In 1998 F. Dean Lueking was teaching at the Lutheran seminary in Bratislava, Slovakia.
This article appeared in the Christian Century, May 7, 1997 p. 447, copyright by the Christian Century Foundation and used by permission. Current articles and subscription information can be found at www.christiancentury.org. This material was prepared for Religion Online by Ted & Winnie Brock.
Now that Pentecost has come, the primal divine command to have dominion over creation requires the church to get on with good stewardship of the earth. We do so not to the neglect of the gospel, but because we believe it and act upon it.
. . . the whole creation has been groaning in travail together until now . . . but the Spirit intercedes for us with sighs too deep for words . . .
In Romans 8, St. Paul’s witness leads into the mysterious depths of the Paraclete’s ceaseless intercession for the church and all creation. Like a woman in labor, both church and creation long for the new life to arrive. How do we begin to understand a truth of this scope?
Recently I was on an island in Lake Michigan. In a house nestled in dense woods, my reverie on the vast sweep of Romans 8 was interrupted by a bat zooming around the room. Instinctively I reached for a tennis racket to zap this black-winged thing commonly regarded as rabid, a blood sucker and a hair nester. I missed with the tennis racket but secured it with a waste basket and delivered it out the door into the nighttime sky
Here was an unexpected moment of exegesis. This tiny creature, part of the whole creation in travail, was guided away from my lethal swats by its sonar. Much of our scientific mastery of echolocation is learned from bats. Their astounding capacity to delay ovulation from fall until spring holds clues about human fertility. Their arteries remain cholesterol-free even though they eat their weight in fatty insects. We humans are the problem for bats and for the rest of creation as it awaits liberation for which the Spirit intercedes, works and groans with sighs too deep for words.
Here is potent Pentecost truth for the church. As Christians, our motive for earth care is the Holy Spirit’s prayer and restorative work on behalf of the earth that supports us, the air we breathe, the water essential for life. Grace embraces nature, as Joseph Sittler kept teaching us. Human sin -- our sin, my sin and the tennis-racket solution for bats -- all spill over to the massive despoiling of nature.
The pleading of the Spirit intensifies as leaky tankers spew millions of gallons of oil into ocean waters. The Spirit’s groaning must be heard above the clang of 2.5 million cans and bottles tossed out every hour, each aluminum can taking 500 years to decompose. In the U.S. alone, we produce enough garbage every day to fill the New Orleans Superdome to the roof twice -- and half of it is recyclable. A cigarette flicked out of a car window sets a forest ablaze and thousands of acres of precious timber go up in smoke. On and on it goes. By a measure and at a pace that would have stunned St. Paul, the whole creation groans and travails.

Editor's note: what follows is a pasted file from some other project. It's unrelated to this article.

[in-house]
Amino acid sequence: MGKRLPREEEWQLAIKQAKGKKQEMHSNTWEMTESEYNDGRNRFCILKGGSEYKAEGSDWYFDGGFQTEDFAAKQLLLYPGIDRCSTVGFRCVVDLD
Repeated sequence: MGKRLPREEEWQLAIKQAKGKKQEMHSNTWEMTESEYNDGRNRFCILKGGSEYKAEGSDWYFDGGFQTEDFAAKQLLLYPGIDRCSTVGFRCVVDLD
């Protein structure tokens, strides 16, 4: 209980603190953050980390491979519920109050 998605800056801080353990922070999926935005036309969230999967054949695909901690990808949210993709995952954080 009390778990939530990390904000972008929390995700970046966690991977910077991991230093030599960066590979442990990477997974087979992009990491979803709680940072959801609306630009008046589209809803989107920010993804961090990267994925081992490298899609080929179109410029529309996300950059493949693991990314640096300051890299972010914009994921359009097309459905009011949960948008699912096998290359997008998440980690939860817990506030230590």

It is the will of God to put his mighty arm under the fractured, threatened creation -- not just to preserve it from rapacious humans, but to set it free and us with it. This is the saving plan of God already at work in the gospel of the death and resurrection of Jesus Christ our Lord. Foolish as it may seem, the risen Lord, through the Spirit, sustains those who are weary, indeed a whole creation that is weary.
The scope of the Spirit’s work is as wide as the universe, yet not so cosmic that it cannot find a home in every heart where the gospel word opens the way. The miracle of Pentecost, with its testimony to the Spirit’s calling, gathering, enlightening and sanctifying people, creates a partnership between church and creation. Now that Pentecost has come, the primal divine command to have dominion over creation requires the church to get on with good stewardship of the earth. We do so not to the neglect of the gospel, but because we believe it and act upon it.
As those baptized into the new creation, we can reclaim St. Francis of Assisi’s vocabulary in speaking of brother earth and sister fire. Psalm 65 sings of fields, meadows, sky, mountains and the fecundity of God’s good earth, teaching us to rejoice over it and praise God for it. Ironically, the Puritans who came to the New World saw the land as a howling wilderuess; it was from those they called "pagan primitives" that they learned to husband its resources. Too often since, the vast richness of our land has been the target of unconscionable greed rather than God’s gift for which we are accountable.
Our calling is to join the Spirit in caring for the creation and praying for faithfulness in a world that both serves and threatens creation with technology. Our view of Spirit-filled people must include Millard Fuller, founder of Habitat for Humanity, and the 1,300 congregations who join the Spirit’s pleading for decent housing for the impoverished urban poor. Charismatics include not only those gifted with tongues, prophecy and healing, but Nobel laureate Norman Borlaug, whose teaching of viable methods of food production in the Third World has spared many from starvation. Arthur Simon, founder of Bread for the World, is another partner with the Spirit. This network of Christians continues to plead, advocate and lobby Congress for butter instead of guns.
The ranks of those who respond to the Spirit’s sighs are never overcrowded, but because it is God the Holy Spirit who silently, ceaselessly works, there is hope. Gerard Manley Hopkins speaks of that hope in his poem "God’s Grandeur":
And for all this, nature is never spent;
There lives the dearest freshness, deep down things;
And though the last lights off the black West went
Oh, morning, at the brown brink eastward, springs --
Because the Holy Ghost over thebent
World broods with warm breast and with ah! bright wings.